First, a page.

I have also been seeing dedicated listening rooms where the both the speaker and listener positions are deliberately positioned off-center of the side walls. This is very odd! Why would someone design such a layout? It turns out that the idea is to avoid the width axial room modes. Sounds like a great idea until you realize that even with a relatively small theater width of 16 feet, the f1 axial mode cancellation is 35.3Hz., which means:
a) This frequency is the fifth note up from the bottom of a piano, so except for keyboards, it is not likely that a soundtrack will play 35.3Hz. long enough to cause much of a standing wave issue. 

b) This wave is 32 feet long.  You may ask how far off-center you'll have to move to be out of the cancelled wave? You'll have to shift about 3' to gain only about 5dB. And what about f2, which is a crest at 70Hz. and f3, which is another trough at 105Hz.? And what about the length and height axial modes? Well, room modes are most everywhere, and as you move out of one, you likely move into another. In addition, they become more plentiful as you move towards a boundary.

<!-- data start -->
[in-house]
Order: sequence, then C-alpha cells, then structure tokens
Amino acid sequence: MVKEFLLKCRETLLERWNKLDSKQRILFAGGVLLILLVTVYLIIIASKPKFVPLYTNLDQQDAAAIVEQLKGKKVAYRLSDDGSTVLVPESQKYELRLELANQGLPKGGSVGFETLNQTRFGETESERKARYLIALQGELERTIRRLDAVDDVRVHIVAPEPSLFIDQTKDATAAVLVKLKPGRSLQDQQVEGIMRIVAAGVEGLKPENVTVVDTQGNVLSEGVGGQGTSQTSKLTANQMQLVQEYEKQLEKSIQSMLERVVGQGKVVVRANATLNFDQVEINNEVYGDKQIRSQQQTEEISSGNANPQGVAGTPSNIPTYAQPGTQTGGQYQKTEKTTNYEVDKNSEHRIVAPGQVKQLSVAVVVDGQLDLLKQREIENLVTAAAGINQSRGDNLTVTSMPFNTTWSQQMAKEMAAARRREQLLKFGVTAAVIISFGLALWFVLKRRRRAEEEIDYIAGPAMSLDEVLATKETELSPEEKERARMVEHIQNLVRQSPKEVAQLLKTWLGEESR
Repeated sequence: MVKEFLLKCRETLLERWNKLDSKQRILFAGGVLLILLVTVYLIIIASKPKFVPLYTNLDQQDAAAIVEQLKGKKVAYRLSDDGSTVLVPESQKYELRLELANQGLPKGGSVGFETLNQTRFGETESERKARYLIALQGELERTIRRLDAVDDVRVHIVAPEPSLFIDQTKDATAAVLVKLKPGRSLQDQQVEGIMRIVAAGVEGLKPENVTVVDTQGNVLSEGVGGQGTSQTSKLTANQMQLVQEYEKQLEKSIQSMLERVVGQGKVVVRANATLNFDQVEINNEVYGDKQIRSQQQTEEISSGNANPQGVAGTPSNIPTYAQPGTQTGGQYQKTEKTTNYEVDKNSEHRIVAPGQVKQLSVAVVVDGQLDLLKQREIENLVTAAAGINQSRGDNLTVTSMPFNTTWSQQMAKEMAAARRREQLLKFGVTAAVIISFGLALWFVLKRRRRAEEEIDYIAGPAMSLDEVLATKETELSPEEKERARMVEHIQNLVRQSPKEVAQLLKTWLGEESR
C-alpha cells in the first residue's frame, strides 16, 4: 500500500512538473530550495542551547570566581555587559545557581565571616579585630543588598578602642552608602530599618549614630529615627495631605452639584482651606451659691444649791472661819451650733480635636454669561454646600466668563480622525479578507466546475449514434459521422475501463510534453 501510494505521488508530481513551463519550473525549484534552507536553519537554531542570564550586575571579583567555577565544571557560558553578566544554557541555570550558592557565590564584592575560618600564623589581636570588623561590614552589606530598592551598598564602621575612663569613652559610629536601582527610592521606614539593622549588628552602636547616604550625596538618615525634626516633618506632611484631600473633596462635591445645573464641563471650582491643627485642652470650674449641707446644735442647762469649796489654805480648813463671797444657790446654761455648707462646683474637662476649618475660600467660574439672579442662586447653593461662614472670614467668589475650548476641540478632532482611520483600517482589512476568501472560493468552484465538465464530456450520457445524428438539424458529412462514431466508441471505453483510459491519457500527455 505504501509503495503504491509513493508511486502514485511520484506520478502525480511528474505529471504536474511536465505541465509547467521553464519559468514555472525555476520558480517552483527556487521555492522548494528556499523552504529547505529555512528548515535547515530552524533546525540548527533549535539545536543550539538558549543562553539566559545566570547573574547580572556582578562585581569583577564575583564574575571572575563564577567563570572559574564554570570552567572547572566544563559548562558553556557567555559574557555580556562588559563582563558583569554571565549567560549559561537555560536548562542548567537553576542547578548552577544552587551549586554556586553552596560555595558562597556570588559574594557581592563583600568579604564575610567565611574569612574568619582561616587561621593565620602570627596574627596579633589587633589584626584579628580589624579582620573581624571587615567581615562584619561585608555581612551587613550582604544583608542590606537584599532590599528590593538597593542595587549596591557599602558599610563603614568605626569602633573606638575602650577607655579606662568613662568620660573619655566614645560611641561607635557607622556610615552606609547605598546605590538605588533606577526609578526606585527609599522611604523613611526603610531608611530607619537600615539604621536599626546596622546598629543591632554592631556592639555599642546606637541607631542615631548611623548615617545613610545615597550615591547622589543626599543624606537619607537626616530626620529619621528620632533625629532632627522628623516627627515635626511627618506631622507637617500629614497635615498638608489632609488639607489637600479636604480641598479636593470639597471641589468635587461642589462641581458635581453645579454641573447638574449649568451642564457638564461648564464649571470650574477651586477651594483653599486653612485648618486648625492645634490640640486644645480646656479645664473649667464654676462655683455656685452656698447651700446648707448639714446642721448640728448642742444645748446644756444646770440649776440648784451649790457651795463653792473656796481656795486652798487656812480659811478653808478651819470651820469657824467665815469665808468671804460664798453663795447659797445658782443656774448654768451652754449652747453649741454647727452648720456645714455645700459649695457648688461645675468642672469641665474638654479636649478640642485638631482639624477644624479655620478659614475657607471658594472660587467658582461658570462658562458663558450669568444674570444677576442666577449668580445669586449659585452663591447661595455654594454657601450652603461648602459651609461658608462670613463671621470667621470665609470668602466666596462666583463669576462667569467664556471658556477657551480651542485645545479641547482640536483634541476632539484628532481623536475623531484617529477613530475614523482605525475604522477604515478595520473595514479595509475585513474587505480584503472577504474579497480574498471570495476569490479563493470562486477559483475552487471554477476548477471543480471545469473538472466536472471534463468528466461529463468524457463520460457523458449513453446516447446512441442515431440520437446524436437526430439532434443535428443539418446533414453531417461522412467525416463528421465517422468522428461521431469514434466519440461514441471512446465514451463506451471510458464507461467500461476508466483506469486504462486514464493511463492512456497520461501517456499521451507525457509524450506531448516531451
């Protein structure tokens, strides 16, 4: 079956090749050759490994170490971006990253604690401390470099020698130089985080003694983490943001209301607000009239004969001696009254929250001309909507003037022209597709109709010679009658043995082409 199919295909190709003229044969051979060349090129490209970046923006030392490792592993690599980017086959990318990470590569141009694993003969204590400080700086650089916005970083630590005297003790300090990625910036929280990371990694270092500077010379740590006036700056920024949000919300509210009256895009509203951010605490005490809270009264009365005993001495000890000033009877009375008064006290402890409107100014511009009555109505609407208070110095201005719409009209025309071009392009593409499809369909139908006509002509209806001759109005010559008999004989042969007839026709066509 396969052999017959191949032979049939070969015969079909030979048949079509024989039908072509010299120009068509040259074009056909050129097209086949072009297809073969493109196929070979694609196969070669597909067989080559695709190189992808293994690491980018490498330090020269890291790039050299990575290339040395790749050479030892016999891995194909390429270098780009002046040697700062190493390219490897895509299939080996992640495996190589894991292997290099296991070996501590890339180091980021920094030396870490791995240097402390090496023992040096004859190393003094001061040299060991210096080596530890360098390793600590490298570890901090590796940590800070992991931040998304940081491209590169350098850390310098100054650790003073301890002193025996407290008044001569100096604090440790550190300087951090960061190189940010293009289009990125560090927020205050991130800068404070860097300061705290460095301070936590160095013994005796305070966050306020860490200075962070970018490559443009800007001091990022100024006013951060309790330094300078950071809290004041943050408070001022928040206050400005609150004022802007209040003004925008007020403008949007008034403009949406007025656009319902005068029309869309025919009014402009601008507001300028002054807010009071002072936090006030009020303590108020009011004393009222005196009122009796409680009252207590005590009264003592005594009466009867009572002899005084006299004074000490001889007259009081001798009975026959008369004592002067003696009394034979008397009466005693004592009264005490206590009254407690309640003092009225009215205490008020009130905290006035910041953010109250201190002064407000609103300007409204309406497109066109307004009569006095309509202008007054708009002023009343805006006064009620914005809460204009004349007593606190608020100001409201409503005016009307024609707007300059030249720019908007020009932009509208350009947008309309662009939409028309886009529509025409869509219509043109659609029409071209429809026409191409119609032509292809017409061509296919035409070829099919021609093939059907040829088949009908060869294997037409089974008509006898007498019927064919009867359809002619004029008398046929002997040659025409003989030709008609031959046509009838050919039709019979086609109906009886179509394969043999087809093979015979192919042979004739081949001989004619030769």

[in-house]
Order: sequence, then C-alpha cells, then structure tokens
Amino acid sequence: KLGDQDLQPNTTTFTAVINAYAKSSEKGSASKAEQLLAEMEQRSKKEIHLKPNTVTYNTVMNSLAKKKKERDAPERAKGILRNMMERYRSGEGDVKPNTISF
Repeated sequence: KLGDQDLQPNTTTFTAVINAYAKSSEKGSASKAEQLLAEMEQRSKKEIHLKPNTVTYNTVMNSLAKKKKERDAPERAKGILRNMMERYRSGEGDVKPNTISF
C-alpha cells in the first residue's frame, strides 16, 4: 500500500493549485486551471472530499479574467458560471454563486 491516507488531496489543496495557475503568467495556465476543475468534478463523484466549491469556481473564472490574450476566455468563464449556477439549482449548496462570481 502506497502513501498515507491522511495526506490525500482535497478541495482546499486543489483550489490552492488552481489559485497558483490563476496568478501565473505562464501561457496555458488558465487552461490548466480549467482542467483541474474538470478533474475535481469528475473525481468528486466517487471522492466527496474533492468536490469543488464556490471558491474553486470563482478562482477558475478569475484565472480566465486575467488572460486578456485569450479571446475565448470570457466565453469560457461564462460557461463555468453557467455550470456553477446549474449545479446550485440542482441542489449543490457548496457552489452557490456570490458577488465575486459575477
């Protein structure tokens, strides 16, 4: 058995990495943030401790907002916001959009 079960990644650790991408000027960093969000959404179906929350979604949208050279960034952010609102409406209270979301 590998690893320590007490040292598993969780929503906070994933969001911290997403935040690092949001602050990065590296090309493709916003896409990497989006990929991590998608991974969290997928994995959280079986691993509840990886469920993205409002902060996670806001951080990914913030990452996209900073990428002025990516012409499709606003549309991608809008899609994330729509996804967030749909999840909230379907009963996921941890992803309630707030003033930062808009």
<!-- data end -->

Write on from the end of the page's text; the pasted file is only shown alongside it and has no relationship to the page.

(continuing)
c) If we also move the speakers, aren't we likely to exasperate the room modes? Yes. 

d) If we move ourselves and the speakers closer to one side, aren't we likely to perceive a difference in low frequency pressure between right and left? Yes, and also hear differences in timbre, spatial ques, imaging, etc. all due to boundary effects. If we were to measure the same signal being fed from both L and R speakers at the skewed listening position, they would be very different. And no, a digital signal processor ain't gonna fix it.